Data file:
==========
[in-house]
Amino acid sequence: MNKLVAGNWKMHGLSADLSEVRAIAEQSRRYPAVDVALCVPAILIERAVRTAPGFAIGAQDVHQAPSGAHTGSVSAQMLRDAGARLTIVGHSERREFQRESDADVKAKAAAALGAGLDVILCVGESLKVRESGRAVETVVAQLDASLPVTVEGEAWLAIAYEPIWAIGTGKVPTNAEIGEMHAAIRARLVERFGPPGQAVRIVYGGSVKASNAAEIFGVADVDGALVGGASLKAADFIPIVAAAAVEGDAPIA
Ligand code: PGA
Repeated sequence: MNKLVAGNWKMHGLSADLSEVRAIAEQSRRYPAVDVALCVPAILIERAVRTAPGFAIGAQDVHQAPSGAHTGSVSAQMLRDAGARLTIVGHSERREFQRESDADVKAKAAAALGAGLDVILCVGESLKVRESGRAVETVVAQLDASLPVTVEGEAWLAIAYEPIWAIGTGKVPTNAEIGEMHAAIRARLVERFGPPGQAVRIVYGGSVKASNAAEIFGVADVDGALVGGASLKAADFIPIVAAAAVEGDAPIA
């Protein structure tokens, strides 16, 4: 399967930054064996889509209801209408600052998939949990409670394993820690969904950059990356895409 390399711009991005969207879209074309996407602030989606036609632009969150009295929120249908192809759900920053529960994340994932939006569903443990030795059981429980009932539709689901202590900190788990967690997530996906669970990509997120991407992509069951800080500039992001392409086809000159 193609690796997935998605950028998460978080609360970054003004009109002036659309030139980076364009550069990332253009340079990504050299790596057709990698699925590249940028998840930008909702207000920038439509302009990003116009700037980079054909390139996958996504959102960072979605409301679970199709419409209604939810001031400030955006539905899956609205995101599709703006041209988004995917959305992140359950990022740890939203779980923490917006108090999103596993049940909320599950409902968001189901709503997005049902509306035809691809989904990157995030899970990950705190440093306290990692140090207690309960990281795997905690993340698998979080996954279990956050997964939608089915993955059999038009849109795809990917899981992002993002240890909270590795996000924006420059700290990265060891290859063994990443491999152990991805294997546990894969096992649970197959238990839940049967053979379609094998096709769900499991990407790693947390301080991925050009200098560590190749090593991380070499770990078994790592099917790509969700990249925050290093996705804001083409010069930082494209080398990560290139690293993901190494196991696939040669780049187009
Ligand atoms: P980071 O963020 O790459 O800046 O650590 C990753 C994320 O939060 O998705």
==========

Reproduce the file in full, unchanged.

[in-house]
Amino acid sequence: MNKLVAGNWKMHGLSADLSEVRAIAEQSRRYPAVDVALCVPAILIERAVRTAPGFAIGAQDVHQAPSGAHTGSVSAQMLRDAGARLTIVGHSERREFQRESDADVKAKAAAALGAGLDVILCVGESLKVRESGRAVETVVAQLDASLPVTVEGEAWLAIAYEPIWAIGTGKVPTNAEIGEMHAAIRARLVERFGPPGQAVRIVYGGSVKASNAAEIFGVADVDGALVGGASLKAADFIPIVAAAAVEGDAPIA
Ligand code: PGA
Repeated sequence: MNKLVAGNWKMHGLSADLSEVRAIAEQSRRYPAVDVALCVPAILIERAVRTAPGFAIGAQDVHQAPSGAHTGSVSAQMLRDAGARLTIVGHSERREFQRESDADVKAKAAAALGAGLDVILCVGESLKVRESGRAVETVVAQLDASLPVTVEGEAWLAIAYEPIWAIGTGKVPTNAEIGEMHAAIRARLVERFGPPGQAVRIVYGGSVKASNAAEIFGVADVDGALVGGASLKAADFIPIVAAAAVEGDAPIA
């Protein structure tokens, strides 16, 4: 399967930054064996889509209801209408600052998939949990409670394993820690969904950059990356895409 390399711009991005969207879209074309996407602030989606036609632009969150009295929120249908192809759900920053529960994340994932939006569903443990030795059981429980009932539709689901202590900190788990967690997530996906669970990509997120991407992509069951800080500039992001392409086809000159 193609690796997935998605950028998460978080609360970054003004009109002036659309030139980076364009550069990332253009340079990504050299790596057709990698699925590249940028998840930008909702207000920038439509302009990003116009700037980079054909390139996958996504959102960072979605409301679970199709419409209604939810001031400030955006539905899956609205995101599709703006041209988004995917959305992140359950990022740890939203779980923490917006108090999103596993049940909320599950409902968001189901709503997005049902509306035809691809989904990157995030899970990950705190440093306290990692140090207690309960990281795997905690993340698998979080996954279990956050997964939608089915993955059999038009849109795809990917899981992002993002240890909270590795996000924006420059700290990265060891290859063994990443491999152990991805294997546990894969096992649970197959238990839940049967053979379609094998096709769900499991990407790693947390301080991925050009200098560590190749090593991380070499770990078994790592099917790509969700990249925050290093996705804001083409010069930082494209080398990560290139690293993901190494196991696939040669780049187009
Ligand atoms: P980071 O963020 O790459 O800046 O650590 C990753 C994320 O939060 O998705």